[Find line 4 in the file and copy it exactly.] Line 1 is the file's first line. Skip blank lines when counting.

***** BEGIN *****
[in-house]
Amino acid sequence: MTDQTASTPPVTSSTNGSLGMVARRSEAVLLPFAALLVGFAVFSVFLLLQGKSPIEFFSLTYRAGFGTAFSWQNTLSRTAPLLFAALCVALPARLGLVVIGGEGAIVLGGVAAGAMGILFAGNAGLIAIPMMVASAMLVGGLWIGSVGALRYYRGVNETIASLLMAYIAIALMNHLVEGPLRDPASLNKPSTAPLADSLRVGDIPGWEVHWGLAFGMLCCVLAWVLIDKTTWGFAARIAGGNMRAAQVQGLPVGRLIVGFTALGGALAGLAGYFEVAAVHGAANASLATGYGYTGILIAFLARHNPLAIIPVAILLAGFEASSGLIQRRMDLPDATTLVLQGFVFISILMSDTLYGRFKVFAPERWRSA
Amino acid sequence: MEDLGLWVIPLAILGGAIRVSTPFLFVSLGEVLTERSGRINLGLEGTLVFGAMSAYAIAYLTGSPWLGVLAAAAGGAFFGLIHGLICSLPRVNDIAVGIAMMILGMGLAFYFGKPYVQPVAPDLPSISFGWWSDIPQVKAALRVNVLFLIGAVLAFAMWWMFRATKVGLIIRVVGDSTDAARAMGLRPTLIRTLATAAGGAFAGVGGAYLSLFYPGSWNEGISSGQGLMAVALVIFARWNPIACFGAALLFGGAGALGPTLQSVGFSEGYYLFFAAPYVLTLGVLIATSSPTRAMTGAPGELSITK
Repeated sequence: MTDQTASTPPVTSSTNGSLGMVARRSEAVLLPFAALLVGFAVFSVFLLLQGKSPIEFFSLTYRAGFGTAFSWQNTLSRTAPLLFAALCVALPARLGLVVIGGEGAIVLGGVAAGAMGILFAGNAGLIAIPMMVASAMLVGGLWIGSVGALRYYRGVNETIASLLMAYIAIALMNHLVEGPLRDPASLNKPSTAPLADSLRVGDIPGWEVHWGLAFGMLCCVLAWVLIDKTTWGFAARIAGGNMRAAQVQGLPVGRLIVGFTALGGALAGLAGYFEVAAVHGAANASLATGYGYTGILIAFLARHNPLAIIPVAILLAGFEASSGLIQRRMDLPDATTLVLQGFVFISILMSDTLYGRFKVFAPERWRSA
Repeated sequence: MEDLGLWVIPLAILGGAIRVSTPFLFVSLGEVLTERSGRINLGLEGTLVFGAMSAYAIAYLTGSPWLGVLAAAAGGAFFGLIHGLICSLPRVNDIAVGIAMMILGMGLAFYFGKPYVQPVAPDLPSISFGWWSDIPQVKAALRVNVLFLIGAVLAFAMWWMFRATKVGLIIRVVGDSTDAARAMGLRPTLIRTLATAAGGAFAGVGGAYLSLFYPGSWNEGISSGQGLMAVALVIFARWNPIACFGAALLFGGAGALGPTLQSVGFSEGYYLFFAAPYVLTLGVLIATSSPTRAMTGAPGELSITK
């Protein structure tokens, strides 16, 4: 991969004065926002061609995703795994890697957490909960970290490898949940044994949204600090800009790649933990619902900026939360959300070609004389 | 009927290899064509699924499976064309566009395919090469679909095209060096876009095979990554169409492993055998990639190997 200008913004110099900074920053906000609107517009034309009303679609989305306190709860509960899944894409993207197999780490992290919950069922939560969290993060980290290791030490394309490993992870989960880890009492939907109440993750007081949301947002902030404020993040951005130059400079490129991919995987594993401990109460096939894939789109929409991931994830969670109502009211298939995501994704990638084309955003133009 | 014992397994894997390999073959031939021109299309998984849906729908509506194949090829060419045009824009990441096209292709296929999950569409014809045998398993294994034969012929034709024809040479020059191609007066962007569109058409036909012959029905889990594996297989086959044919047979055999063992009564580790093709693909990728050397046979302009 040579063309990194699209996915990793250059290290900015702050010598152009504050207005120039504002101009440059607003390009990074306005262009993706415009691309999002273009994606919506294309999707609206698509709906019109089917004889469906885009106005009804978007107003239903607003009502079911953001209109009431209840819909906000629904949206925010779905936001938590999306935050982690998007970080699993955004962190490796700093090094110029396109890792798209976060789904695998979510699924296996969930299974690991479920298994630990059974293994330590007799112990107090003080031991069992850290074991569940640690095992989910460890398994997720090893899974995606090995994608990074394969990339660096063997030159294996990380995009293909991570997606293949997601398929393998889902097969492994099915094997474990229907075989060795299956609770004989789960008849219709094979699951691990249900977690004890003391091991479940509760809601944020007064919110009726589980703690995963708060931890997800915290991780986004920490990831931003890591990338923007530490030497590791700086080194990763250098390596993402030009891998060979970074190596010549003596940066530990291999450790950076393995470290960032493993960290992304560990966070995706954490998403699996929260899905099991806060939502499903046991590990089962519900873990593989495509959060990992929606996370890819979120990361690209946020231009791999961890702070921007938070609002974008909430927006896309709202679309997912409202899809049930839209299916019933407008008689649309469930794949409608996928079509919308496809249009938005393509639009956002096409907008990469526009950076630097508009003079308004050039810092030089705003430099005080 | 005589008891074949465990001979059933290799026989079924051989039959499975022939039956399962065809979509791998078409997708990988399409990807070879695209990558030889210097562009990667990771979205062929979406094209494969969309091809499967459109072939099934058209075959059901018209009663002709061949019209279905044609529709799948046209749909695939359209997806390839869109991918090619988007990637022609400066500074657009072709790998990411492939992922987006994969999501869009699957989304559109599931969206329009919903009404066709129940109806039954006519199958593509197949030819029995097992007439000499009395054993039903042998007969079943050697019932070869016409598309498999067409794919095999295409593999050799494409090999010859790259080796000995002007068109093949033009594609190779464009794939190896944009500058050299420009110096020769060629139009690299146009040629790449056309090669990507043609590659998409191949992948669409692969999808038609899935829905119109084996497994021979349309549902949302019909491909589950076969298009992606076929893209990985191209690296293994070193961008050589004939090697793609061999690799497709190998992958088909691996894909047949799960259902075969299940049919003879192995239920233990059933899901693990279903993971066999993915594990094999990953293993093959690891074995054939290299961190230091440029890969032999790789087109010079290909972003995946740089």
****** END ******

Repeated sequence: MTDQTASTPPVTSSTNGSLGMVARRSEAVLLPFAALLVGFAVFSVFLLLQGKSPIEFFSLTYRAGFGTAFSWQNTLSRTAPLLFAALCVALPARLGLVVIGGEGAIVLGGVAAGAMGILFAGNAGLIAIPMMVASAMLVGGLWIGSVGALRYYRGVNETIASLLMAYIAIALMNHLVEGPLRDPASLNKPSTAPLADSLRVGDIPGWEVHWGLAFGMLCCVLAWVLIDKTTWGFAARIAGGNMRAAQVQGLPVGRLIVGFTALGGALAGLAGYFEVAAVHGAANASLATGYGYTGILIAFLARHNPLAIIPVAILLAGFEASSGLIQRRMDLPDATTLVLQGFVFISILMSDTLYGRFKVFAPERWRSA